Spring Break (1983) – A Review
“I still don’t know where my underpants are.”
“Why? What happened to ’em?”
“I think they ate ’em.”
Wet t-shirt contests. Belly flopping contests. Drinking. Drugs. Bar fights. A Teeny-Weenie Bikini Contest. The Banana Eating Extravaganza.
The Teen/Sex/Comedy genre doesn’t get much more stripped down and bare boned than this. It’s like if you were to really cater to your target audience, decide to feature as many wild party-ish events that you could think up, string them all together, come up with a story in a minute and toss it in – you could possibly come up with something like Spring Break.
Spring Break was a pretty big hit when it was first released in 1983 earning $24 million bucks. It did better business than A Christmas Story – a bit of irony I always found pretty amusing. The budget for this couldn’t have been much, so when the bucks started rolling in Columbia Pictures must of been awfully happy. Plus, it got to use a monumental, instantly identifiable title for a Teen Sex Comedy that would automatically tell you what this flick was going to give you. And the young audience at the time made a run to the theaters, bought their tickets and revelled in it.
|The cast of Spring Break|
Nelson (David Knell) and Adam (Perry Lang) arrive in Fort Lauderdale for spring break. They’re ready for some good times. Unfortunately, they’re both kind of nerdy and don’t look like they’ll be fitting in with the party atmosphere too easily. Their luck changes when a shortage of hotel rooms force hard partying New Yorkers Stu (Paul Land) and O.T. (Steve Bassett) to bunk alongside them. Gradually a group friendship grows out of this odd foursome and the quiet Nelson and Adam are being shown all the hot spots in town, trying to keep up with drinking massive amounts of beer with their new friends, letting loose their inner-outrageousness and soon they’re scoring with some very hot babes too!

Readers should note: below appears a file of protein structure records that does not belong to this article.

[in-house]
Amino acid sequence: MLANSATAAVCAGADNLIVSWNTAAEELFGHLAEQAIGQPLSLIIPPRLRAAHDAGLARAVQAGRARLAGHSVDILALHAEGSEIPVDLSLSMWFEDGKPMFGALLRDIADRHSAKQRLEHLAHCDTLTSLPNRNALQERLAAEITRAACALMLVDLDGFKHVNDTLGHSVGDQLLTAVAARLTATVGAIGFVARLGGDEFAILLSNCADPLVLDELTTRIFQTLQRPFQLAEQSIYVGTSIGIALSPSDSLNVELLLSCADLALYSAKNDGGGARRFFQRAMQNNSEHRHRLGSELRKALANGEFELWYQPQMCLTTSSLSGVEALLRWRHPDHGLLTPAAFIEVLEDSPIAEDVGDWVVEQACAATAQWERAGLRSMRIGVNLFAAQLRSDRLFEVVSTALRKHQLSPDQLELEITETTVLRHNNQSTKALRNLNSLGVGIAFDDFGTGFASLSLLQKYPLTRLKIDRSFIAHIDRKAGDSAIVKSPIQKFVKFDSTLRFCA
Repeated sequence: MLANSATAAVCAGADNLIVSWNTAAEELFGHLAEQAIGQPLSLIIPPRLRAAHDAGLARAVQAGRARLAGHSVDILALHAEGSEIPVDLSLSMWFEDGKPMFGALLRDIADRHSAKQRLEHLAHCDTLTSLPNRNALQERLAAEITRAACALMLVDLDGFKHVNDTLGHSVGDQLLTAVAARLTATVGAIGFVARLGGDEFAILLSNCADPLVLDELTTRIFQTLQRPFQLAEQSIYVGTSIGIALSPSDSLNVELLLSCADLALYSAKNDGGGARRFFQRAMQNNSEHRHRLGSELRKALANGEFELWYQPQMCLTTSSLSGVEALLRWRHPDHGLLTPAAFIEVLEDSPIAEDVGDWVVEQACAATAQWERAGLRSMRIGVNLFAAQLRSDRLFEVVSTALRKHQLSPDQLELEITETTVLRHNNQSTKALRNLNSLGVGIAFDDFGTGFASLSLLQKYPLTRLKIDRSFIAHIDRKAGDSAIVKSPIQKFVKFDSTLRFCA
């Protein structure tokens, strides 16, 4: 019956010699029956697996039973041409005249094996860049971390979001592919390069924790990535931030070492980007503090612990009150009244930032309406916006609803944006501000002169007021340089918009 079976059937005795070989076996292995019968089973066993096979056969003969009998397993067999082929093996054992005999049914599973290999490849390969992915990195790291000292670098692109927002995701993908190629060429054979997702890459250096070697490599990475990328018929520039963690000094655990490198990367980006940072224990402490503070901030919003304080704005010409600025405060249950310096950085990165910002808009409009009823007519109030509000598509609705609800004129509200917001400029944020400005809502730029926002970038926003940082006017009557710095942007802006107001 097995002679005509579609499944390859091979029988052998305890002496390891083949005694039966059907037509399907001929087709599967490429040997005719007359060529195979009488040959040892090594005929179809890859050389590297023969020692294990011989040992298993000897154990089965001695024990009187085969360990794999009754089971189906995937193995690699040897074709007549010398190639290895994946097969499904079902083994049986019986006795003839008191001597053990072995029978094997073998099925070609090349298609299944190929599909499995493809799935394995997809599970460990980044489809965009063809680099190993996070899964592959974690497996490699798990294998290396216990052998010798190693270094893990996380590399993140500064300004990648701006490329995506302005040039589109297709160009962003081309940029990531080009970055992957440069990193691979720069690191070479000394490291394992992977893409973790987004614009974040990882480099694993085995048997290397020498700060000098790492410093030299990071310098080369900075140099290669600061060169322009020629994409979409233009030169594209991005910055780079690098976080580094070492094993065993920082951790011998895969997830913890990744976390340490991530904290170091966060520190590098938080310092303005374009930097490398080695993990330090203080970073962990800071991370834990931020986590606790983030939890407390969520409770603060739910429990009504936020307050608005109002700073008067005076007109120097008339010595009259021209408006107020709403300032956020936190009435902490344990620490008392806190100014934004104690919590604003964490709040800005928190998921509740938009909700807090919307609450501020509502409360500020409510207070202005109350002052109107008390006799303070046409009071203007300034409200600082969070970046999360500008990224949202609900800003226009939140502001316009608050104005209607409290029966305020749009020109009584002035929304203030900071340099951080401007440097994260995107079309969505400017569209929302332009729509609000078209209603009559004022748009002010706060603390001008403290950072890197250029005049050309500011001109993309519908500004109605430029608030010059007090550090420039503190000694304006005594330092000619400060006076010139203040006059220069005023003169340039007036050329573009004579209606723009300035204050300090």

However, a problem threatens the boys good times when Nelson’s stepfather, who’s this nasty old politician, gets wind of his stepson running around. This embarrassing news could scare away potential voters for his old man! So he has his political henchman track Nelson down and bring him back so he can be locked up on the family yacht and not engage in any more bad behavior. If that’s not bad enough the hotel where the boys are staying at and are having such a great time at is in danger of being bought out by, who would have guessed it – Nelson’s stepfather! What a completely unexpected coincidence.
All this comes down to a battle between the spring break partiers and the older authority figure. Who will triumph? Is the party about to come to an end at Spring Break?
|Babes taking the stage|
Spring Break is something of a strange movie for me to review. With this sporadic examination of 80’s Teen/Sex/Comedies I do every now and then there’s become a familiarity to what a fan of those films were expecting to get from them. The bar is not set very high with this kind of stuff. And Spring Break does essentially give its audience exactly what they probably wanted. It doesn’t have any kind of lofty ambitions at all! Silly party scenes. Hot girls walking around. Drunken antics. Young guys making idiots of themselves. Some 80’s music popping up on the soundtrack. Yep, it’s got all that, so it should satisfy that most basic hunger fans get from these movies.
It’s also got so much little else in it I’d almost say it’s barely a movie. It’s like a series of scenes that seem to be there to check off the needed stuff one needs to see in a movie called Spring Break. Then once they checked them off, the movie didn’t know what else to do so it just goes back and re-checks them again! It’s as if they made this wonderful looking Teen/Sex/Comedy cake and the only ingredient that makes it up is sugar! There’s no other tastes or textures added to this cake before they cooked it and served it up.
So it may be a successful Teen/Sex/Comedy for fans, but for me this is a movie that gets old awfully fast. Sorry I need a little bit more variety or at least a more creative presentation of it all. Come on try to dress things up a bit! Director Sean S. Cunningham (who previously directed the first Friday the 13th) doesn’t do much to help things move along. It’s basically a point and shoot kind of production with no real finesse to anything.
|A strangely quaint bikini contest|
After their first meeting, the four new pals attend a belly-flopping competition. Which is exactly as exciting as it sounds. One after another guys do belly flops in a pool. O.T. establishes himself as the ‘wild member’ of the group when rather than risk losing the contest – to a young Jeff Garlin no less – he scales a palm tree and does a mammoth belly flop to win the contest.